Not only would the U.S. Treasury be better off under this arrangement, argues Murray, but so would most Americans. By investing a portion of their annual government checks in private savings accounts, including those managed ultra-conservatively, future retirees would usually wind up with higher pensions than they would enjoy under Social Security—and they would still be getting their guaranteed-income checks, too. Likewise, if they used some of their payments to purchase medical insurance, they would be able to obtain as much health care as they do now, and probably on a more economical basis—particularly if laws were put in place permitting the creation of low-cost medical clinics and eliminating subsidies for high-cost health plans.

Not only the middle class would come out ahead, but so, above all, would the working poor and the unemployed. Indeed, writes Murray, the plan would “end involuntary poverty”: even after taking retirement and health-care payments into account, it would provide more money to most families than they receive from current assistance programs, even in the most generous states. The main exception would be single mothers without earnings, who (depending on where they live) might lose their eligibility for welfare and other specific benefits that currently exceed $10,000 annually.



In addition to the economic advantages he sees for his plan, Murray remains faithful to the larger view espoused in Losing Ground: namely, that the way government treats its citizens can strengthen, or weaken, families and communities. In his earlier book, he stressed that the rewards of programs like Aid to Families with Dependent Children (AFDC) had something to do with the proliferating incidence of single motherhood. Here, he predicts that a carefully calibrated guaranteed income might improve the behavior of young men otherwise tempted to abandon the women they had impregnated, since they would quickly discover how hard it was to hide their government checks from child-support collectors.

Murray sees a variety of other social pluses in the plan. With an annual income guarantee of $10,000 (or if married, $20,000), financially hard-pressed workers would have more leeway to move and change jobs, save for further education, or start a business. Couples would gain more freedom to make choices about marrying, becoming parents, or staying at home to raise children. With a greatly diminished set of government programs to turn to for help if they acted recklessly, more of them, Murray believes, would act responsibly. And the wholesale abolition of the welfare state could lead as well to a reinvigoration of the nation’s charities, enabling them not only to do a better job of providing services to those who need them but also fostering the virtues of generosity and compassion and strengthening civic ties within communities.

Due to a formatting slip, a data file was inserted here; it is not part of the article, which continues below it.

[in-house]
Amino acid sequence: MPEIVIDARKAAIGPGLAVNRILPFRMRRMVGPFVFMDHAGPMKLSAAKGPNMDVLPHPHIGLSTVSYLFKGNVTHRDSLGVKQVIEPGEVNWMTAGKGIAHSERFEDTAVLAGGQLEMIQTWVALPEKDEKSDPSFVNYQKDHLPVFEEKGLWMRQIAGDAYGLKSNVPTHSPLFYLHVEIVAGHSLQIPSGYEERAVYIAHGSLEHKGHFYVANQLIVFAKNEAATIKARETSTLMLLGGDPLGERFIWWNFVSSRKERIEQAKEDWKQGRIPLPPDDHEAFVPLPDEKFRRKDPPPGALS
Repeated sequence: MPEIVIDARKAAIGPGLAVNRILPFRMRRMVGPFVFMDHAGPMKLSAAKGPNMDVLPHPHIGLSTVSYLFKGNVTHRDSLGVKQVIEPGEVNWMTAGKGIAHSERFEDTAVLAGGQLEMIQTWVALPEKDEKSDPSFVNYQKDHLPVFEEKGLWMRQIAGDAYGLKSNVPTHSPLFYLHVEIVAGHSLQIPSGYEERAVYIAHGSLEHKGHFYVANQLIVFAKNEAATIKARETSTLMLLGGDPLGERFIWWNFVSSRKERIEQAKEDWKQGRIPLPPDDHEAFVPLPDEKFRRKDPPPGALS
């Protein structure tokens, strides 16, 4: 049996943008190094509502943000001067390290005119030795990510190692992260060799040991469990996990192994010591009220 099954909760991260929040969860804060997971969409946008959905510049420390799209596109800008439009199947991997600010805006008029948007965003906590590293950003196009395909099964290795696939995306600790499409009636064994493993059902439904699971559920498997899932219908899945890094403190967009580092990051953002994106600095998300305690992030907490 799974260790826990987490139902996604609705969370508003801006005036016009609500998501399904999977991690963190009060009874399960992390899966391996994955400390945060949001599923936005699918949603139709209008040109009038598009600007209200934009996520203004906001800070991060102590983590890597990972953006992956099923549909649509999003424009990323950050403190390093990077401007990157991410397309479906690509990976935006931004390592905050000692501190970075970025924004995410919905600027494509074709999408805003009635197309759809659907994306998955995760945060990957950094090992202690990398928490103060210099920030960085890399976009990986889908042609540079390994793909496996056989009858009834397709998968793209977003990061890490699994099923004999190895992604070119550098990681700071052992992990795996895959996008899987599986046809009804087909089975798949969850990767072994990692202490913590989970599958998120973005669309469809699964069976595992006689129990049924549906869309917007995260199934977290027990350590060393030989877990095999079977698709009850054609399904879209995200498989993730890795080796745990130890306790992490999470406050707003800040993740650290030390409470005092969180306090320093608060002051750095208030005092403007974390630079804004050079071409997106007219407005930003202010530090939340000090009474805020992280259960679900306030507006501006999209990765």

With large budget deficits looming inexorably, especially as “baby boomers” start to retire, all this would seem almost too good to be true. Given our current political stalemate, it probably is. But Murray, even while conceding the point, asks his readers to suspend judgment. After all, he suggests, if Social Security, Medicare, and other government programs continue as they are, their economic and social costs will in any case become so onerous that seemingly radical ideas like his can come to appear more feasible and, inevitably, more appealing.

Still, even on its own terms, it must be said that Murray’s plan fails to solve the pivotal problem that has beset all previous efforts to create a negative income tax. Because of how its payments are calculated, such a tax can either provide adequate help to the needy or reinforce work and families. It cannot do both at the same time, at least not while keeping government spending under control.